Vaduz Castle, home to the Prince of Liechtenstein.
A frequent image on the post 1921 stamps shown below.
Photo credit:Bud's Big Blue
Given the political chicanery of the past 1000 years, it’s no small wonder that the Principality of Liechtenstein has survived. Its mountainous isolation, combined with some deft footwork during and following World War I, helped.
Big Blue’s stamps document part of that story.
Before 1912 Liechtenstein used Austrian stamps. Its first definitive stamps are inscribed “K. K. Österr. Post im Fürstentum Liechtenstein” (The Imperial and Royal Austrian Post in the Principality of Liechtenstein), reflecting the alliance with to Austria. These are denominated in the Austro-Hungarian krone.
But Liechtenstein managed a de facto neutrality during the War and no fighting occurred within its borders. Following the War, establishing independence became a priority. Links with Austria were dissolved. The immediate philatelic result was stamps inscribed ”Fürstentum Liechtenstein” (1920), but still denominated in kroners. By 1921, all Austria-related stamps were declared invalid and, because of a monetary union with Switzerland, they were replaced by stamps of Swiss design and denominated in rappen.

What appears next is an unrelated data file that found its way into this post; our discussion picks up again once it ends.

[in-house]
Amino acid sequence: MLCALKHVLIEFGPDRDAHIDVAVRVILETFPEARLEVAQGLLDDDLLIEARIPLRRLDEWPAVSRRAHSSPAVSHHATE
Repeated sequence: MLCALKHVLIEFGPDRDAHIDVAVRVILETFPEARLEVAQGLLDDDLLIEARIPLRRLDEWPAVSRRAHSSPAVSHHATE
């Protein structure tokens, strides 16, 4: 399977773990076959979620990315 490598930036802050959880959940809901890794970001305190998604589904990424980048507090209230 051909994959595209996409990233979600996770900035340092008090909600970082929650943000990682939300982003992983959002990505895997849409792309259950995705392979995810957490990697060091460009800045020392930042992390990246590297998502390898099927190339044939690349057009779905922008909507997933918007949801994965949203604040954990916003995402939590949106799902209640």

For much of Liechtenstein’s history its princes resided on their large estates in other parts of Europe. They also owned important artworks, including Leonardo da Vinci ’s portrait of Ginevra de’ Benci, a painting the Princely House eventually sold to the National Gallery of Art in Washington, D.C. Worth a trip to Washington, it’s the only Leonardo in the western hemisphere. Prior to the sale, Liechtenstein featured this portrait on a 1949 stamp (see below).
Ginevra de’ Benci
Liechtenstein Scott #227
Liechtenstein’s 1930 airmail series provides a curiosity. They show airplanes and zeppelins circling Vaduz Castle and nearby mountains as if looking for a place to land. But tiny Liechtenstein has no airport. Presumably the soaring birds featured in the 1934-4 airmails had no difficulty finding roosts.
Census: 127 in BB space, two tip-ins, 42 on supplement pages.
Imagine if all the Principalities, Duchies, Free Cities, and Kingdoms in Europe had not coalesced. We would have a smorgasbord of small stamp issuing entities today.
Well Liechtenstein still exists as a Principality and a constitutional monarchy.
Today, Liechtenstein is quite wealthy, as measured by GDP per capita. The Principality is also, to interject some trivia, the world's largest producer of sausage casings and false teeth.
Liechtenstein Blog Post & BB Checklist